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Atlas Shrugged (Centennial Ed. HC)
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2 of 2 people found the following review helpful
TOP 100 REVIEWERon November 23, 2006
In case this is your first encounter with this book, It is a fresh story but a continuation to Ayn Rand's philosophy that started out with books like "We the living" where she new something was wrong but could not put her finger on it. She progressed to books as "The Fountainhead" where she could describe the problem quite well. Now in "Atlas Shrugged she has come up with a plausible answer to the problem. In essence your head can work without your hands yet your hands can not work without your head.

The story is not unique but it still holds you attention. The world is becoming more socialized and it is harder for individuals to make an impact without having a multitude of parasites on their back. Some chose to fight, others chose to ignore, some do not have a clue as to what is happening. The world seems to be gearing down is just coincidence or is there some one taking a hand in it. "Who is John Galt?"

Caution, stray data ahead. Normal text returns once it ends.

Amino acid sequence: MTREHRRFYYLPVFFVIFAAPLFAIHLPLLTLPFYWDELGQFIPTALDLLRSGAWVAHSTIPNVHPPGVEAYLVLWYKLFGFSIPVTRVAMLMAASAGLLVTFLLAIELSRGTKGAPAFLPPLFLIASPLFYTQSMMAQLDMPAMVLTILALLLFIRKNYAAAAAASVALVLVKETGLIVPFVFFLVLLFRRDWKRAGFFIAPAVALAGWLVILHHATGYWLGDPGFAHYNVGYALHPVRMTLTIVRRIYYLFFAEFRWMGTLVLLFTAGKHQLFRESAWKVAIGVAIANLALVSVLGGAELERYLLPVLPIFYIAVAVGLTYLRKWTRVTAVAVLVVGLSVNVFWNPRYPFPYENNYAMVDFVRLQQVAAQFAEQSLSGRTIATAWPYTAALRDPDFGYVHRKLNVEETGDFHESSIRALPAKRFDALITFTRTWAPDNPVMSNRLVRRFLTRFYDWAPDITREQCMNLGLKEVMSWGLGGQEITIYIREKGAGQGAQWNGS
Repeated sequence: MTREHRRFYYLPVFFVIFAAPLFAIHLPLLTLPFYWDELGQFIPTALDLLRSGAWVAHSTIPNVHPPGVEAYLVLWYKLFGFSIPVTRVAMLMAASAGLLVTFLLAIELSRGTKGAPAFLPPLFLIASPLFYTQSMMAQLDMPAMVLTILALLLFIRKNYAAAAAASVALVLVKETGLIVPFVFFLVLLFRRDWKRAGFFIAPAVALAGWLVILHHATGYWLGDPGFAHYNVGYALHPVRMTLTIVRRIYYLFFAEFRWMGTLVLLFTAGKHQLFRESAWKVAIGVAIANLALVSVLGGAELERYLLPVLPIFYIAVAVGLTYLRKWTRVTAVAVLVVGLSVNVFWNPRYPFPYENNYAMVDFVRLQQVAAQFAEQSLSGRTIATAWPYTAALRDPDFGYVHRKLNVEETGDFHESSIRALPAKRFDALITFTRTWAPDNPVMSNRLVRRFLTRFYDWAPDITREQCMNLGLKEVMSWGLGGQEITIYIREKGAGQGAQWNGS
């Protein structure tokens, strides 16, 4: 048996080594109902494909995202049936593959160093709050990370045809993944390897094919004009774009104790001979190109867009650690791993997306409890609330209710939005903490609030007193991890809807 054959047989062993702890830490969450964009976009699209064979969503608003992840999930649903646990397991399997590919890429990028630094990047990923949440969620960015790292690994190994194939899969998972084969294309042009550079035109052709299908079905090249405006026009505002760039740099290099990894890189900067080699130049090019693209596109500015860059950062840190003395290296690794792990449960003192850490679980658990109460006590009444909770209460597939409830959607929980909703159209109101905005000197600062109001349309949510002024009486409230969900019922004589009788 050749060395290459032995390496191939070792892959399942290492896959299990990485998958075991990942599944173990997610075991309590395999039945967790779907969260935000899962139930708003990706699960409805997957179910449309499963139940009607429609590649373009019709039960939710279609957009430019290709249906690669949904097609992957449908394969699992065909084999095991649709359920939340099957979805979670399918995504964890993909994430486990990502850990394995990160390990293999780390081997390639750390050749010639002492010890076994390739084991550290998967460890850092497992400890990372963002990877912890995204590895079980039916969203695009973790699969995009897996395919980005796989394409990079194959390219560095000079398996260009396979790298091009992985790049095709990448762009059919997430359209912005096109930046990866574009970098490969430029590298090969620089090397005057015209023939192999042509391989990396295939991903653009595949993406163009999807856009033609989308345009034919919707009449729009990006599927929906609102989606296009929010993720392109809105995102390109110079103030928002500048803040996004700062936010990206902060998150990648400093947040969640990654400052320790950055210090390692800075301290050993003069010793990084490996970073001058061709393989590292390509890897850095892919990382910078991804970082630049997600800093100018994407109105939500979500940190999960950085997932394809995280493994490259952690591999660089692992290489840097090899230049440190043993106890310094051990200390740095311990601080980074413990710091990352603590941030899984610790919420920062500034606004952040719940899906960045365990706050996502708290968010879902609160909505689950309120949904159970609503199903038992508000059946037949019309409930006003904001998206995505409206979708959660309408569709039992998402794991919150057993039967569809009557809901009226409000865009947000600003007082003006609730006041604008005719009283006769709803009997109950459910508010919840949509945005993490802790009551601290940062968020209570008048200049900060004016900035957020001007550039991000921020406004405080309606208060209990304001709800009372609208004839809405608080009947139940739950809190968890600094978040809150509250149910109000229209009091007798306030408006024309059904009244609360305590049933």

I can tell you of my experience with the book. I must have been a late bloomer or just unlucky, because I did not come across "Atlas shrugged" until I was 20 years old. I was in the military and needed some reading material. My younger sister sent me the book. It looks just a little thick to me but I started reading, and reading and reading. I do not know if it was the story or the clarity of thought. Now I saw everything in a new or different light. It felt weird to see the newspapers and politics paralleling the book.

I was in New York (West Point) at the time and three things stood out to this day. The was a public service announcement on the TV "The law says that an apartment owner can not charge more than 30% of what you make" and at the same time the apartment buildings were closing down. The postal carriers went on strike and the military had to deliver the mail. That winter the snowplow drivers went on strike. When the strike was over the snowplows were missing. They found them the next summer in an empty lot.

There is nothing quite as convincing as watching the world and book parallel. I have mellowed out some sense then. However, I really think that this book should be read by high school where it would have maximum impact of one's train of thought.
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on June 14, 2004
This book was a hard book for me to read and fully appreciate. Having been brought up in an Italian, Catholic and Democrat family, I was brought up with all of the misconceptions about wealth and money.